Sonya Keniry discusses Peer MediationDate:05.07.2017
Peer mediation is a form of conflict resolution in which trained student leaders help their peers work together to resolve everyday disputes. Aware of the increasing lack of communication and social skills among young adults and the benefits that peer mediation training can bring to bear, the Ballymun Community Law Centre has worked with students and community stakeholder to help devise and deliver a peer mediation programme in local primary and secondary schools that has paid dividends for the students and the community.
Sonya Keniry, Project Officer with the Law Centre, talks about the origins of the Centre's Peer Mediation Programme and how it helps young adults deal with conflict in their lives.
Can you explain the origins of the peer mediation programme?
Initially, the Peer Mediation Programme had two target outcomes. The first was to teach predominantly 5th class students - 11 year olds - through learning and using mediation skills to manage relationships and deal with conflict in their lives. Secondly, we wanted to assist the schools that we were working in to develop a restorative approach to managing difficult behaviours within the school that might result in physical or emotional harm to persons or property.
The type of behaviours described to us were easily distinguished between second level and primary level schools we received anecdotal evidence of inappropriate reactions to restrictions being placed on students at second level. We heard examples of students walking out of classes getting angry knocking over a chair, or knocking into a picture that kind of thing, as a display of not being happy with something going on in the class room or with other peers Schools of course would have procedures to manage these situations but were also wanting to expand opportunities for young adults to learn better skills for dealing with difficult situations and that would have the capacity to have a better outcome than a further sanction.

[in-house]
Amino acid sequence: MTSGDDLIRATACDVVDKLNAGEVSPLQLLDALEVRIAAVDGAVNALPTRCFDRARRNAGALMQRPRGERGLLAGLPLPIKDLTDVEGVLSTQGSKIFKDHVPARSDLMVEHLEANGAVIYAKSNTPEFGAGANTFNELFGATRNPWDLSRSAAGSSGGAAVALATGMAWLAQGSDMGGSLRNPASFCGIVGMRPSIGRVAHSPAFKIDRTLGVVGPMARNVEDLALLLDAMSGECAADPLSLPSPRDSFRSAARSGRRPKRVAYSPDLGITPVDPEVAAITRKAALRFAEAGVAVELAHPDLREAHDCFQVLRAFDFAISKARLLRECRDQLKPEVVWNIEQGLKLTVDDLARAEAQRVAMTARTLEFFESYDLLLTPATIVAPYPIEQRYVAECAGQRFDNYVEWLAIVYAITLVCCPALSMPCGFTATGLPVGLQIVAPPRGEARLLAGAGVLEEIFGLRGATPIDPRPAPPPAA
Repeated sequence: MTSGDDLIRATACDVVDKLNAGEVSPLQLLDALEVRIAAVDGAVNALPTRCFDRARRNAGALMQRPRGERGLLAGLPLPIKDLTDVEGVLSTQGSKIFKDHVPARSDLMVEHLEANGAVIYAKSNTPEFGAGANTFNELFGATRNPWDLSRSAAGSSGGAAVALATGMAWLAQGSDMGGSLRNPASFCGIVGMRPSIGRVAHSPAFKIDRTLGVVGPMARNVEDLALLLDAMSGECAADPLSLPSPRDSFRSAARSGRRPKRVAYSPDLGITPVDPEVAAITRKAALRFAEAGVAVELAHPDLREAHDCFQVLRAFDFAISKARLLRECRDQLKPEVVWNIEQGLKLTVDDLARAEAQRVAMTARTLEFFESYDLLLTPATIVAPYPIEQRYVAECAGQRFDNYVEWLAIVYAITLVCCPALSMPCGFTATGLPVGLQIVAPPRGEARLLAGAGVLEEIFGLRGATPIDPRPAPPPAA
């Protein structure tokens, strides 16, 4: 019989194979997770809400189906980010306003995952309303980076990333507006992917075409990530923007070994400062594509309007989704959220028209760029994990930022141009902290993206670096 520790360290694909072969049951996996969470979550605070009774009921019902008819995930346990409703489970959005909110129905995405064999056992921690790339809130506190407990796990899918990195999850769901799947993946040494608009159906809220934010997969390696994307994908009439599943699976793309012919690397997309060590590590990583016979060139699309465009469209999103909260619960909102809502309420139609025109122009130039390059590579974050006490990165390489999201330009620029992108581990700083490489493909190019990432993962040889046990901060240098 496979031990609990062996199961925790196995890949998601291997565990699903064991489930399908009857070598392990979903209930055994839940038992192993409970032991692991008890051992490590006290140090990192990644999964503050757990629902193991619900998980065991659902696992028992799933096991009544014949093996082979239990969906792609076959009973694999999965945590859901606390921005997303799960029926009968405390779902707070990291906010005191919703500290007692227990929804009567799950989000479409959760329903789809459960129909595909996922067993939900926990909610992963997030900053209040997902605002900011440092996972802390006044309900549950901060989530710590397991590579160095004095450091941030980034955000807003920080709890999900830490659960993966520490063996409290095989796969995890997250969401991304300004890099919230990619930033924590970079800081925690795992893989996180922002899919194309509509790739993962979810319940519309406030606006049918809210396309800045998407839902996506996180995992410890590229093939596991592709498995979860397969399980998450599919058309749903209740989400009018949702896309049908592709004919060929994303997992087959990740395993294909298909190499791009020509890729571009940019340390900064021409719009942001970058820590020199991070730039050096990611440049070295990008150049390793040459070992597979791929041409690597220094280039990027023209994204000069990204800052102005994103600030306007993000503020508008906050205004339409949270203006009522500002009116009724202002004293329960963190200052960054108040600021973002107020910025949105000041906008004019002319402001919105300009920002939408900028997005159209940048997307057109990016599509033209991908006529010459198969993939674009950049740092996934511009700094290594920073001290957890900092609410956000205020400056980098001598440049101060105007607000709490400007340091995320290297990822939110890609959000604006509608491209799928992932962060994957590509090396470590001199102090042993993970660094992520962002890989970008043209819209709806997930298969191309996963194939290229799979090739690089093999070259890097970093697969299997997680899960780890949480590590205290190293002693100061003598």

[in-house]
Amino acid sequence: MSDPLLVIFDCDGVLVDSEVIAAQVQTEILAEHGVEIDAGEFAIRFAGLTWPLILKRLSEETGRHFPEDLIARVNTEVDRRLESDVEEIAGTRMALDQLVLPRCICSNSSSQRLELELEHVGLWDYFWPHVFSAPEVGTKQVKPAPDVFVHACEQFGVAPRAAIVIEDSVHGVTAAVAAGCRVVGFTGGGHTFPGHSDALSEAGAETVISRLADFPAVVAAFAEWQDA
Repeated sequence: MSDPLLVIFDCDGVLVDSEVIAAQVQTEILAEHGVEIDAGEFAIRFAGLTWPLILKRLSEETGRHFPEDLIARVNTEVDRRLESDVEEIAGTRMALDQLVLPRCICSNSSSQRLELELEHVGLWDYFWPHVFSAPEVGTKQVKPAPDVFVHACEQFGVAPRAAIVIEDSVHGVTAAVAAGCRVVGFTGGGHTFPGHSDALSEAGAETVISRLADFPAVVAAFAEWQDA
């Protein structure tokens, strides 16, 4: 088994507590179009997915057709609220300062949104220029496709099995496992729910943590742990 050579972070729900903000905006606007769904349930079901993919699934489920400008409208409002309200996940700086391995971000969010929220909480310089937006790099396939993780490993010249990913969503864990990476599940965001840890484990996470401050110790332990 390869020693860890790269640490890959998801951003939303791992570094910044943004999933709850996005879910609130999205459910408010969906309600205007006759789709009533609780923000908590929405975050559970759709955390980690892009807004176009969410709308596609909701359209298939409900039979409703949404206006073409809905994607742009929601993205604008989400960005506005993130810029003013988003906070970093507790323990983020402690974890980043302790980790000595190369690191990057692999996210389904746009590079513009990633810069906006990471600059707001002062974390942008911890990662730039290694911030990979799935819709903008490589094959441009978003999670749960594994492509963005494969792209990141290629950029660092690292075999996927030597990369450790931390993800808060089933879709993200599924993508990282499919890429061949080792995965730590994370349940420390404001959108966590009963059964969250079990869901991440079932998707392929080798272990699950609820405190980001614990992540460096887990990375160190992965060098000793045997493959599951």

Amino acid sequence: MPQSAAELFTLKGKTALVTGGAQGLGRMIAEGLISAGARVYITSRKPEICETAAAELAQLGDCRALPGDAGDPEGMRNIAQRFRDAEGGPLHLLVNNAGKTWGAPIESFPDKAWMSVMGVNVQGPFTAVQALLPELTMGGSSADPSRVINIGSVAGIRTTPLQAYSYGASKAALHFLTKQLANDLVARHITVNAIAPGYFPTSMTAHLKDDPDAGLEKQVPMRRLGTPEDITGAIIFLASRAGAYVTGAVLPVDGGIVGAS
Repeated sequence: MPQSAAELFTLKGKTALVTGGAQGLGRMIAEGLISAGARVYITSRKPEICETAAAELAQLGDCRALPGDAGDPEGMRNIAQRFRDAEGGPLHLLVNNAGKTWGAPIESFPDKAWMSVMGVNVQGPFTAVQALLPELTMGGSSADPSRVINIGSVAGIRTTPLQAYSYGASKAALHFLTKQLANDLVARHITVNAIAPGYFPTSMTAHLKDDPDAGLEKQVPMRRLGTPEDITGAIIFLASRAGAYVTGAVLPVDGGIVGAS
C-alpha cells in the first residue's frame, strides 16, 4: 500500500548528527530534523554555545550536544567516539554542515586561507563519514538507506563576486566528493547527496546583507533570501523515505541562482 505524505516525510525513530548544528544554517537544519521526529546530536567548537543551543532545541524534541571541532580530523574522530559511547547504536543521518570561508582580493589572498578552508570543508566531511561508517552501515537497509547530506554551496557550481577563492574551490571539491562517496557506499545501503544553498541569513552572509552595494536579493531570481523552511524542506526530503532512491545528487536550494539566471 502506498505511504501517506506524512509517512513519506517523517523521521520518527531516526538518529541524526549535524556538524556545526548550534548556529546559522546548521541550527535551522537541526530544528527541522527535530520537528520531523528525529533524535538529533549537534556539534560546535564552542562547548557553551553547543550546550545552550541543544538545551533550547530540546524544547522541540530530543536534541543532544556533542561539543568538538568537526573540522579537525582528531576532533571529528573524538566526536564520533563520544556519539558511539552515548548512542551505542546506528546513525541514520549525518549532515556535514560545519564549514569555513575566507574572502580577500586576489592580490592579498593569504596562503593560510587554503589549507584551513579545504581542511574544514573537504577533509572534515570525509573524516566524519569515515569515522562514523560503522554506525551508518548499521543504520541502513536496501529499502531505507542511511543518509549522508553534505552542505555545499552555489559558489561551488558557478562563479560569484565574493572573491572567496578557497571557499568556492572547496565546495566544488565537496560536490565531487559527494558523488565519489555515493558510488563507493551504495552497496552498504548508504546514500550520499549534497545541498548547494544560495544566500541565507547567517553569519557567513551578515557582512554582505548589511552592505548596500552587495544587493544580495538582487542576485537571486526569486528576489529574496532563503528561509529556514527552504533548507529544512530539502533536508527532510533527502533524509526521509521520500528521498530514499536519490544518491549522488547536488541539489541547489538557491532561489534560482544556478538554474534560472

The objectives of the Peer Mediation Programme are twofold; to give the child better skills to manage certain situation in and outside the school environment and for the school to gain an increased insight as to how they might manage a restorative event for a young person who has become involved in some difficulty within the school.
Talk about how the Peer Mediation Programme was developed?
I had seen peer mediation being demonstrated at a conference in Belfast. BCLC had developed a programme that would lead to similar learning outcomes however I knew that some work needed to be done in terms of practical implementation. Typically, we were seeking to support young people who might have low confidence and who face challenges as part of their day to day life. We were mindful that increasing a child’s ability in conflict management could be counterproductive if they didn’t have the necessary supports around them. Success demanded an approach that involved all stakeholders – parents, teachers, social workers and the Gardaí, in this instance Ballymun Community Gardai.
The first step was a ‘train the trainers’ programme open to all stakeholders - for anyone really who was interested in understanding more about peer mediation and the challenges that face young people when in a difficult situation. This meant that, having completed the programme, young people would be in a supportive environment that understood where they were coming from. In short, the course was delivered within and by the community of Ballymun
How is the course structured?
The programme is delivered over 8 weeks by a combination of volunteers drawn from the community. The course is broken down into 2 hours a week over 7 weeks and teaches step by step building of mediation skills in exactly the same way that an adult would be taught. The scenarios are obviously different - being age-appropriate - however the process is the same. The 8th day is an entire day of training. At the end of the day, the children are assessed in their own ability to mediate an unseen dispute using skills they have developed over the 8 week course.